Her research focuses on competence modeling and measurement, meta-analysis (information aggregation), online research and judgment and decision-making within education.
Franz Eberle holds the chair of upper-secondary education at the University of Zurich, Switzerland. He has directed numerous national and international externally funded research projects. His research focuses on learning and teaching within upper-secondary education as well as within vocational education and training, didactics and the methodology of lessons in economics and law, general didactics and methodology at the upper-secondary level and the exploration of the macro level regarding the academic track of the Swiss educational system, especially transitions from the upper-secondary to the tertiary level.
Andreas Jüttler is a research associate and Ph.D. student in the Department of Economics at the University of Konstanz, Germany. His research focuses on the measurement of economic competencies, vocational interests and socio-economic effects.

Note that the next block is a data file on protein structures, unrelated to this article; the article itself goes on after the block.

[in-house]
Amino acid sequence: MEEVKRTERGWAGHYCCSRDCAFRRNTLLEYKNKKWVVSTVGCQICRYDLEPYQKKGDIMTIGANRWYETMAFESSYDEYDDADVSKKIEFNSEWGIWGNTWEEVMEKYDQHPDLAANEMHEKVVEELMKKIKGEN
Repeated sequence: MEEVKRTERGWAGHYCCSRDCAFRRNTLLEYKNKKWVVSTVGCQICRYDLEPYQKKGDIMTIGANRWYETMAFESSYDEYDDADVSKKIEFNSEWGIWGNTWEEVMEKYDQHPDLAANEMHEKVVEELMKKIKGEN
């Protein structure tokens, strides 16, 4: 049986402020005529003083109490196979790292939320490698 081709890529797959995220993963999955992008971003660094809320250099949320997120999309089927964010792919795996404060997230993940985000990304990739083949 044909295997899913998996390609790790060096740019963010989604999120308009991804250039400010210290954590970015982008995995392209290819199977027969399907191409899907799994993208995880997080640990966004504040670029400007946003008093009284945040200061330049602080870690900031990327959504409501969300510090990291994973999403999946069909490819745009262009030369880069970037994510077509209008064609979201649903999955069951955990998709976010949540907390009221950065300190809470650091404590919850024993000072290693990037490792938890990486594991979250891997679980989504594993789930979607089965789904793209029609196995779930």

Nicole Ackermann is a research associate and Ph.D. student at the University of Zurich (chair of upper-secondary education). Her research focuses on measuring and modeling economic-civic competence and financial literacy.
The author(s) wish(es) to thank the SERI for funding the project “Economic-civic competence: Modeling and measuring”. Furthermore, we would like to thank the research teams of Prof. Susan Seeber (Georg-August University of Göttingen, Germany), Prof. Esther Winther (The German Institute for Adult Education—Leibniz Centre for Lifelong Learning, Bonn, Germany), and Prof. Dr. Susanne Weber (LMU Munich, Germany) for collecting the data for our German database.